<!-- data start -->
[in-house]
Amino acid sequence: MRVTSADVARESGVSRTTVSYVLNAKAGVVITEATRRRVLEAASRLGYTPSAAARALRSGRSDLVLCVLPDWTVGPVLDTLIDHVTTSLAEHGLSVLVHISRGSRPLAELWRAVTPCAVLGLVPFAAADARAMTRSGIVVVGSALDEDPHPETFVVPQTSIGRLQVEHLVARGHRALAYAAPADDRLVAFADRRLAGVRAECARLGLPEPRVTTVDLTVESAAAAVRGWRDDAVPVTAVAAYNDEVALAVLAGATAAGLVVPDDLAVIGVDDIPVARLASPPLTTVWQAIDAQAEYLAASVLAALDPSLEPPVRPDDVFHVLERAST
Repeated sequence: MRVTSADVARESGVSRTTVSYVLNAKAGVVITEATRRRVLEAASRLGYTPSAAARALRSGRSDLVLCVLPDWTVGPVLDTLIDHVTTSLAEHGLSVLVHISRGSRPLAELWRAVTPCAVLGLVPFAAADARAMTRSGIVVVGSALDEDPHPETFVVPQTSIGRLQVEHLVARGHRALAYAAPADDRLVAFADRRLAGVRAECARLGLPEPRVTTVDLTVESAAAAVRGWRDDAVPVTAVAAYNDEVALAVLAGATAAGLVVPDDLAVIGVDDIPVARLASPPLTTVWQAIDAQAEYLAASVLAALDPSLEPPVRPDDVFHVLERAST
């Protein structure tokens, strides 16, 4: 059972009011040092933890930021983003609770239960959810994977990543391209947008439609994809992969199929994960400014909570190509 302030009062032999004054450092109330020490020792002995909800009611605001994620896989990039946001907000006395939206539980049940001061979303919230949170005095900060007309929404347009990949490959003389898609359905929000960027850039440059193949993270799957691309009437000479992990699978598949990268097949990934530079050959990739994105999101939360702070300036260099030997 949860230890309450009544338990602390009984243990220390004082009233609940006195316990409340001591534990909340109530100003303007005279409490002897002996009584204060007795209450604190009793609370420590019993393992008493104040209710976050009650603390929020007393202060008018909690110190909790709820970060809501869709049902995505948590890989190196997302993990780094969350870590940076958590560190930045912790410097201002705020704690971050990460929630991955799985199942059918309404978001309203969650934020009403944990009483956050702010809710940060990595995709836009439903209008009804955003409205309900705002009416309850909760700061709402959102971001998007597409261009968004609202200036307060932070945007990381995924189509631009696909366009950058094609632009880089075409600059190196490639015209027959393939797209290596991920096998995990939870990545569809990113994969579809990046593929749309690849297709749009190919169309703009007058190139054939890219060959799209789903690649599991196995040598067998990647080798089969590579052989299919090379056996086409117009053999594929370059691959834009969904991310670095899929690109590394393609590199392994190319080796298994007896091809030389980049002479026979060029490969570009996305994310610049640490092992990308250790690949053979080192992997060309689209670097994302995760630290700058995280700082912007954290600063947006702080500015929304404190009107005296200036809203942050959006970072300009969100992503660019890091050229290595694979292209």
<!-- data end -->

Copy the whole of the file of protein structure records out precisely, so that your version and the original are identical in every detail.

[in-house]
Amino acid sequence: MRVTSADVARESGVSRTTVSYVLNAKAGVVITEATRRRVLEAASRLGYTPSAAARALRSGRSDLVLCVLPDWTVGPVLDTLIDHVTTSLAEHGLSVLVHISRGSRPLAELWRAVTPCAVLGLVPFAAADARAMTRSGIVVVGSALDEDPHPETFVVPQTSIGRLQVEHLVARGHRALAYAAPADDRLVAFADRRLAGVRAECARLGLPEPRVTTVDLTVESAAAAVRGWRDDAVPVTAVAAYNDEVALAVLAGATAAGLVVPDDLAVIGVDDIPVARLASPPLTTVWQAIDAQAEYLAASVLAALDPSLEPPVRPDDVFHVLERAST
Repeated sequence: MRVTSADVARESGVSRTTVSYVLNAKAGVVITEATRRRVLEAASRLGYTPSAAARALRSGRSDLVLCVLPDWTVGPVLDTLIDHVTTSLAEHGLSVLVHISRGSRPLAELWRAVTPCAVLGLVPFAAADARAMTRSGIVVVGSALDEDPHPETFVVPQTSIGRLQVEHLVARGHRALAYAAPADDRLVAFADRRLAGVRAECARLGLPEPRVTTVDLTVESAAAAVRGWRDDAVPVTAVAAYNDEVALAVLAGATAAGLVVPDDLAVIGVDDIPVARLASPPLTTVWQAIDAQAEYLAASVLAALDPSLEPPVRPDDVFHVLERAST
């Protein structure tokens, strides 16, 4: 059972009011040092933890930021983003609770239960959810994977990543391209947008439609994809992969199929994960400014909570190509 302030009062032999004054450092109330020490020792002995909800009611605001994620896989990039946001907000006395939206539980049940001061979303919230949170005095900060007309929404347009990949490959003389898609359905929000960027850039440059193949993270799957691309009437000479992990699978598949990268097949990934530079050959990739994105999101939360702070300036260099030997 949860230890309450009544338990602390009984243990220390004082009233609940006195316990409340001591534990909340109530100003303007005279409490002897002996009584204060007795209450604190009793609370420590019993393992008493104040209710976050009650603390929020007393202060008018909690110190909790709820970060809501869709049902995505948590890989190196997302993990780094969350870590940076958590560190930045912790410097201002705020704690971050990460929630991955799985199942059918309404978001309203969650934020009403944990009483956050702010809710940060990595995709836009439903209008009804955003409205309900705002009416309850909760700061709402959102971001998007597409261009968004609202200036307060932070945007990381995924189509631009696909366009950058094609632009880089075409600059190196490639015209027959393939797209290596991920096998995990939870990545569809990113994969579809990046593929749309690849297709749009190919169309703009007058190139054939890219060959799209789903690649599991196995040598067998990647080798089969590579052989299919090379056996086409117009053999594929370059691959834009969904991310670095899929690109590394393609590199392994190319080796298994007896091809030389980049002479026979060029490969570009996305994310610049640490092992990308250790690949053979080192992997060309689209670097994302995760630290700058995280700082912007954290600063947006702080500015929304404190009107005296200036809203942050959006970072300009969100992503660019890091050229290595694979292209």